“We’re hoping that it might be able to go all through the rotation. We will need to learn how to get it to release the nitrogen at the right time and how much it is producing, so that we can amend the amount we have to apply.
“For now, I am sticking to normal N timings, as I want the crop to grow away in early spring.”
The weed control issue is a lesser one, as his commitment to no-till has helped reduce weed pressures and herbicide use has already reduced.
Looking ahead, he wonders whether a living mulch might work with continuous wheat, acting like a quick cover crop would and breaking the take-all cycle.
Farmer update: Mark Lea
Having run an organic system for more than 20 years, Shropshire-based Mark Lea admits that he was very pessimistic when he started the trial.
Weed control is the biggest issue on the farm, which, along with the need for cultivations, is why organic no-till has never been an option. As a result, he wasn’t expecting a living mulch to be the answer.
“As an organic farm, we undersow with clover all the time,” he says. “My two biggest concerns with a living mulch were the possible yield penalty and how we would cope with perennial weeds.
“On the plus side, by undersowing one crop and direct drilling the next one, it allows us to reduce the amount of ploughing.”
In 2020, he established the trial clover mix in two fields – one of spring wheat and one of winter wheat. It fared better in the spring wheat, where it germinated in June. The Heritage winter wheat, with its greater amount of cover, was a sterner test.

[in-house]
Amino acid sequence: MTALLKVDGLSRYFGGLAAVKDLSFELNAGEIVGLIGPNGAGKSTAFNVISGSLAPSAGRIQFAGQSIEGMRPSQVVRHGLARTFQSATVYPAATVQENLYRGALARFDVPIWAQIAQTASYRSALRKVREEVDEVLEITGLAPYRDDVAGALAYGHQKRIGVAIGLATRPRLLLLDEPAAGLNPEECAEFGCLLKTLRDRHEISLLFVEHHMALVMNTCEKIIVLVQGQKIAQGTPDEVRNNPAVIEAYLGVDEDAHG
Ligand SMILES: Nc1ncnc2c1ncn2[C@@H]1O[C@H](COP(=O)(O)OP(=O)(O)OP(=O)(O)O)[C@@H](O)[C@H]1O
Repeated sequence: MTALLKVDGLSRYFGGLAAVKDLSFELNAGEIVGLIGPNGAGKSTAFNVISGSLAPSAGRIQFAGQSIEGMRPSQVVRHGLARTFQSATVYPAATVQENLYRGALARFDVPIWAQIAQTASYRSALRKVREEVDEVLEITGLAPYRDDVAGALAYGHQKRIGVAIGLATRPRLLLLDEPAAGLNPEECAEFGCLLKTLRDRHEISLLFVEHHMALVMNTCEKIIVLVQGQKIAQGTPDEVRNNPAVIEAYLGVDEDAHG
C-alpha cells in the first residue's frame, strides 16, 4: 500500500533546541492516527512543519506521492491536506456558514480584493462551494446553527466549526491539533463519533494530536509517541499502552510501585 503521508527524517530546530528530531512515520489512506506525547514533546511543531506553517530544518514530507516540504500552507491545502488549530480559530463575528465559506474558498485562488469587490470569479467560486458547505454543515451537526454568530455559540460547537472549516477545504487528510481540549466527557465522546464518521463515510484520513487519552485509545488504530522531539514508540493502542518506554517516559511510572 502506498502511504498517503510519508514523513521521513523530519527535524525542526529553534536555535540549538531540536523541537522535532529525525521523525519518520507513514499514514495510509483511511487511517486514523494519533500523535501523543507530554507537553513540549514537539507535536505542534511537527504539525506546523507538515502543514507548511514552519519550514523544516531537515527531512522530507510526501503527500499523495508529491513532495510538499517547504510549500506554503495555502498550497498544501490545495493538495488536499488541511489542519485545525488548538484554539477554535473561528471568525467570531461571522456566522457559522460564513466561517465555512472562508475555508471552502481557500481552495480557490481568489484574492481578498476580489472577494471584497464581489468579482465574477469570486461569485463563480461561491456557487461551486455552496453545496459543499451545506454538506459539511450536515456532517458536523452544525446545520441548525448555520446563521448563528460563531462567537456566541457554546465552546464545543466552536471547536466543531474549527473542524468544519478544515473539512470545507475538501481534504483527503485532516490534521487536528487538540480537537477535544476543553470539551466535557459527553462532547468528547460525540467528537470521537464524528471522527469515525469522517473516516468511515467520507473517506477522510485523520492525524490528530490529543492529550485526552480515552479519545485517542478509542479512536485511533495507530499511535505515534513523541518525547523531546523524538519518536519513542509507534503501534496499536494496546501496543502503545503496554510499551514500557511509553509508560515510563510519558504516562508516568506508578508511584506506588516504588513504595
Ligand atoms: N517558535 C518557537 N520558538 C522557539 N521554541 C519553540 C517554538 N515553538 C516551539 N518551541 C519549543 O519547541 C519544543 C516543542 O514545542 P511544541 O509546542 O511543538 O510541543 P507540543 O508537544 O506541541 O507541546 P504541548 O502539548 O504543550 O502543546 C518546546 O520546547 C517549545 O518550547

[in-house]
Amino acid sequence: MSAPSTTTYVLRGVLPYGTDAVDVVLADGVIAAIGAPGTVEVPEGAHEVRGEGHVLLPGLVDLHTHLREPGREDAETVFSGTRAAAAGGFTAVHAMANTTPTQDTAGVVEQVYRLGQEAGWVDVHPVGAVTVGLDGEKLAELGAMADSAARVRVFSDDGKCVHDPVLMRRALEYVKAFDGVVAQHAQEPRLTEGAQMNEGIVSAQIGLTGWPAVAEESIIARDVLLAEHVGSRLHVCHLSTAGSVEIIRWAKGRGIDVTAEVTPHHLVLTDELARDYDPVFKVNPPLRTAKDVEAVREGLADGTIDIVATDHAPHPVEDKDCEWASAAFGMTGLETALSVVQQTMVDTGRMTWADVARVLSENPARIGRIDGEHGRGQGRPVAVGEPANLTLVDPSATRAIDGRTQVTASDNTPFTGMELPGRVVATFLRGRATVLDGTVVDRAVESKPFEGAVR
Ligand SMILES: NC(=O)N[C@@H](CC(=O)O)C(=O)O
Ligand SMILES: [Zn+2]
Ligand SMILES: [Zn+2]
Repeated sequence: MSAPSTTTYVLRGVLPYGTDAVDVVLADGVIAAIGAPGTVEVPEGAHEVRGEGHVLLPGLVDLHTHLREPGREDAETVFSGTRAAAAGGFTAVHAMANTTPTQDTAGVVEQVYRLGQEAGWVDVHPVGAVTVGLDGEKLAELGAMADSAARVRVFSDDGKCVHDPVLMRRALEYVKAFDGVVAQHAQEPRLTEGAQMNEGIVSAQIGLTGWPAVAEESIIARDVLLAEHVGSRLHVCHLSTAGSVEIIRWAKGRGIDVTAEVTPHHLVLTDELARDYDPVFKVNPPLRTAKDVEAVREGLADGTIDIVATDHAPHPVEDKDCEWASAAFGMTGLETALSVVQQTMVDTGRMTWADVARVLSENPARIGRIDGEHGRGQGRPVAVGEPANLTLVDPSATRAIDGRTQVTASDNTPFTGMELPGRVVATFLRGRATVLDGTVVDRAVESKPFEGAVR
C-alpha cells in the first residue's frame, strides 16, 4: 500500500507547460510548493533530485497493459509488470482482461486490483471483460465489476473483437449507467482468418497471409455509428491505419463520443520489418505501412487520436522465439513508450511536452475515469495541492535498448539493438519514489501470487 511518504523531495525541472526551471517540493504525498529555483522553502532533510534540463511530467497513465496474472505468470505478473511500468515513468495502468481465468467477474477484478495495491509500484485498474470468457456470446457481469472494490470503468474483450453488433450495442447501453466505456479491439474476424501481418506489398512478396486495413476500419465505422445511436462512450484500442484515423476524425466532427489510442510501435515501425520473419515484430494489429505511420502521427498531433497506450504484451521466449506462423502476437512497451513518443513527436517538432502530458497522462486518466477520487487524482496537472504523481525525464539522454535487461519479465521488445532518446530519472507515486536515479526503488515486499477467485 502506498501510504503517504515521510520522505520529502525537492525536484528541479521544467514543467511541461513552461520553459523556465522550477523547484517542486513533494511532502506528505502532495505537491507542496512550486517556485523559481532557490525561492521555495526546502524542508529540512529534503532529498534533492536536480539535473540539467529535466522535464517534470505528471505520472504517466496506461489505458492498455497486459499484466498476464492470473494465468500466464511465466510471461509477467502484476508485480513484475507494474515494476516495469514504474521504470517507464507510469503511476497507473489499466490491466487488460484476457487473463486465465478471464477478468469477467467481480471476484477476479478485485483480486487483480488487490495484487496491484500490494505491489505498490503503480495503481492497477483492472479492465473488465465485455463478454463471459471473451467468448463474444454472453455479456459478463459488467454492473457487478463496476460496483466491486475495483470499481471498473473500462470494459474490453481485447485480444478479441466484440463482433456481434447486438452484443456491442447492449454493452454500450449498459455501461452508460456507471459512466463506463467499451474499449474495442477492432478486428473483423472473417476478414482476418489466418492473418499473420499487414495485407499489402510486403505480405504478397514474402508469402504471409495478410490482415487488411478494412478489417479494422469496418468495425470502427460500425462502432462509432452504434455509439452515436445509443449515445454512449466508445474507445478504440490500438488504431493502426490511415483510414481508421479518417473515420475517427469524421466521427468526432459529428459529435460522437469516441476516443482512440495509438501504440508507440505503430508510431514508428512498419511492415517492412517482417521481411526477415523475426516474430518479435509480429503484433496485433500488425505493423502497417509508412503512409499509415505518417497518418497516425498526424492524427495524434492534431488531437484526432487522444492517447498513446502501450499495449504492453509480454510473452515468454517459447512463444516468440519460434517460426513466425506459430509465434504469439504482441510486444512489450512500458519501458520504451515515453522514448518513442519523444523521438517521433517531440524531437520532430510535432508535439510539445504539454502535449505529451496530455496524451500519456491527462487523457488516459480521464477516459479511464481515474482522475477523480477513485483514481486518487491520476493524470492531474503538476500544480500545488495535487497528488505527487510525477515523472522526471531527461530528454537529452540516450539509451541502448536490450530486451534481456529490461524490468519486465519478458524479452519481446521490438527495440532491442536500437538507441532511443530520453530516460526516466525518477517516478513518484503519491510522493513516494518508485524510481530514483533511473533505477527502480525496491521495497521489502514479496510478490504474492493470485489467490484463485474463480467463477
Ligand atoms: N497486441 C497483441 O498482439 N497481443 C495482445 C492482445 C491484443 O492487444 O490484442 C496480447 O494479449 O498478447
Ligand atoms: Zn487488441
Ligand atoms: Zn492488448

The fields were then grazed with sheep in October, after harvest, so that the following crops of rye and winter oats could be direct drilled.
“My worry is the potential yield penalty,” says Mr Lea. “Both crops got away very well, with the rye being very vigorous early on and the clover in it having smaller nodules. The oats extended later and, with more light getting through, the clover seemed happier.”
Whether crop competition suppresses clover nodulation remains to be seen, he adds. “The rye may have grown at the expense of the clover, which does need light to thrive. It was much darker beneath the rye canopy.”
With sheep on the farm, having a crop of clover in August after harvest is useful and means that he has an established clover ley for the winter.
“That’s better than an annual sown cover crop,” he points out. “If it comes with a 0.5t/ha yield penalty, I can live with that on the money saved and the non-costed benefit.”
As spring oats are a good crop for the farm, Mr Lea is wondering whether a living mulch would do away with the need for either a non-cereal break crop or a fertility building break – potentially changing organic rotations.
“We will have to alternate spring and winter crops for weed control reasons, but I am much more optimistic about the technique than I was before the trial started.”
What else can be done?
If a living mulch doesn’t appeal, other ways of reducing artificial nitrogen fertiliser applications include:
Inhibitors – these help to either reduce ammonia losses or reduce leaching losses, by delaying or slowing down the processes that occur when urea is applied and is converted to ammonium and then to nitrates
N-Tester – a hand-held leaf nitrogen measurement tool which is used in a growing cereal crop to establish its exact nitrogen status, helping to fine-tune applications and improve accuracy.
Seed treatments – endophyte-based seed treatments are claimed to help crops to fix N and sequester other nutrients from the soil
Novel foliar fertilisers – the claims for products such as Poly N Plus are that they significantly reduce a crop’s total nitrogen requirement when used as part of a nitrogen programme, through controlled release and improved efficiency.